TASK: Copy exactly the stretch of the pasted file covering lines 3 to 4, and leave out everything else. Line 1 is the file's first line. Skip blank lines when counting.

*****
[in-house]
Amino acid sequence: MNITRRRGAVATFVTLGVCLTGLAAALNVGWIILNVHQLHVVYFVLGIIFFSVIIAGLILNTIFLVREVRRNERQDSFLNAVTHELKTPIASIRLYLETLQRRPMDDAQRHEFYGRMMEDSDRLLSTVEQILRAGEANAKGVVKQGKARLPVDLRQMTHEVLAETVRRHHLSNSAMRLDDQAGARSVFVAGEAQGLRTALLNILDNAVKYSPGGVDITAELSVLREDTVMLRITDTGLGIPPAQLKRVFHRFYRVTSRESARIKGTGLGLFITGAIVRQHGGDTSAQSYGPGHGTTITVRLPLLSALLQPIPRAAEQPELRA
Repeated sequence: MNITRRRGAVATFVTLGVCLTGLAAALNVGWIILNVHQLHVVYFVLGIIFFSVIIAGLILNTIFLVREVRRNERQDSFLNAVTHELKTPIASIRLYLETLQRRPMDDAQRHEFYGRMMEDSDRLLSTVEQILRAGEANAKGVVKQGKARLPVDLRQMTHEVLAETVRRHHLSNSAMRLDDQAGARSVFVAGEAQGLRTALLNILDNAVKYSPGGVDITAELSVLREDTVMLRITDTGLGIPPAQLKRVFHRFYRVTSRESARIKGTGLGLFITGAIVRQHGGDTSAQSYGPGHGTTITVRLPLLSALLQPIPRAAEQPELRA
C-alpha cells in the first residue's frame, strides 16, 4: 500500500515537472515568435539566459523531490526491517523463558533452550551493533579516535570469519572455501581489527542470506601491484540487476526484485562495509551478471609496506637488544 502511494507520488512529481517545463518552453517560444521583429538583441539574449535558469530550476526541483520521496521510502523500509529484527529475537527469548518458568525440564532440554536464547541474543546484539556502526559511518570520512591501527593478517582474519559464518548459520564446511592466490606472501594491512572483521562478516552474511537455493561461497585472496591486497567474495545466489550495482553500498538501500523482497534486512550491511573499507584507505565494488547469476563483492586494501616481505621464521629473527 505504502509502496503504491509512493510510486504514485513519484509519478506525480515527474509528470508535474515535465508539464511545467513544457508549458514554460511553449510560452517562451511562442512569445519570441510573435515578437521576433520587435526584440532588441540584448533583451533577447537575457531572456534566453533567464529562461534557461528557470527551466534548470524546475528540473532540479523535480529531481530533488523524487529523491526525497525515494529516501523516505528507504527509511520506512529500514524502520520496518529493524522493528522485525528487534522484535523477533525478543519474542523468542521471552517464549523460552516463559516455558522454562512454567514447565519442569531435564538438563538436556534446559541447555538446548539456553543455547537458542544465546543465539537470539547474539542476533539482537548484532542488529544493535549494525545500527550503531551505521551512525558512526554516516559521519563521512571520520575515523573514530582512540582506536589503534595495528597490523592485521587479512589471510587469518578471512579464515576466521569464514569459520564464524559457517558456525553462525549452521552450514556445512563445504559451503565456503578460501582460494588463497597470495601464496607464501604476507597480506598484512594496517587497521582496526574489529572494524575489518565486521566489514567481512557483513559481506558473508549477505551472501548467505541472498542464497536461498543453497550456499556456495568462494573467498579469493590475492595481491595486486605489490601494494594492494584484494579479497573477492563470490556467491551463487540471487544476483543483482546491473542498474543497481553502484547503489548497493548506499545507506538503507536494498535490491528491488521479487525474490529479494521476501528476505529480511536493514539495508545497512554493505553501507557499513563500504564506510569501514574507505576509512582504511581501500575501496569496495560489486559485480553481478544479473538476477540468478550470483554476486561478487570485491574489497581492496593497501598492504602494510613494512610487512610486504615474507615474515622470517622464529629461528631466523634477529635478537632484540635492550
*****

Repeated sequence: MNITRRRGAVATFVTLGVCLTGLAAALNVGWIILNVHQLHVVYFVLGIIFFSVIIAGLILNTIFLVREVRRNERQDSFLNAVTHELKTPIASIRLYLETLQRRPMDDAQRHEFYGRMMEDSDRLLSTVEQILRAGEANAKGVVKQGKARLPVDLRQMTHEVLAETVRRHHLSNSAMRLDDQAGARSVFVAGEAQGLRTALLNILDNAVKYSPGGVDITAELSVLREDTVMLRITDTGLGIPPAQLKRVFHRFYRVTSRESARIKGTGLGLFITGAIVRQHGGDTSAQSYGPGHGTTITVRLPLLSALLQPIPRAAEQPELRA
C-alpha cells in the first residue's frame, strides 16, 4: 500500500515537472515568435539566459523531490526491517523463558533452550551493533579516535570469519572455501581489527542470506601491484540487476526484485562495509551478471609496506637488544 502511494507520488512529481517545463518552453517560444521583429538583441539574449535558469530550476526541483520521496521510502523500509529484527529475537527469548518458568525440564532440554536464547541474543546484539556502526559511518570520512591501527593478517582474519559464518548459520564446511592466490606472501594491512572483521562478516552474511537455493561461497585472496591486497567474495545466489550495482553500498538501500523482497534486512550491511573499507584507505565494488547469476563483492586494501616481505621464521629473527 505504502509502496503504491509512493510510486504514485513519484509519478506525480515527474509528470508535474515535465508539464511545467513544457508549458514554460511553449510560452517562451511562442512569445519570441510573435515578437521576433520587435526584440532588441540584448533583451533577447537575457531572456534566453533567464529562461534557461528557470527551466534548470524546475528540473532540479523535480529531481530533488523524487529523491526525497525515494529516501523516505528507504527509511520506512529500514524502520520496518529493524522493528522485525528487534522484535523477533525478543519474542523468542521471552517464549523460552516463559516455558522454562512454567514447565519442569531435564538438563538436556534446559541447555538446548539456553543455547537458542544465546543465539537470539547474539542476533539482537548484532542488529544493535549494525545500527550503531551505521551512525558512526554516516559521519563521512571520520575515523573514530582512540582506536589503534595495528597490523592485521587479512589471510587469518578471512579464515576466521569464514569459520564464524559457517558456525553462525549452521552450514556445512563445504559451503565456503578460501582460494588463497597470495601464496607464501604476507597480506598484512594496517587497521582496526574489529572494524575489518565486521566489514567481512557483513559481506558473508549477505551472501548467505541472498542464497536461498543453497550456499556456495568462494573467498579469493590475492595481491595486486605489490601494494594492494584484494579479497573477492563470490556467491551463487540471487544476483543483482546491473542498474543497481553502484547503489548497493548506499545507506538503507536494498535490491528491488521479487525474490529479494521476501528476505529480511536493514539495508545497512554493505553501507557499513563500504564506510569501514574507505576509512582504511581501500575501496569496495560489486559485480553481478544479473538476477540468478550470483554476486561478487570485491574489497581492496593497501598492504602494510613494512610487512610486504615474507615474515622470517622464529629461528631466523634477529635478537632484540635492550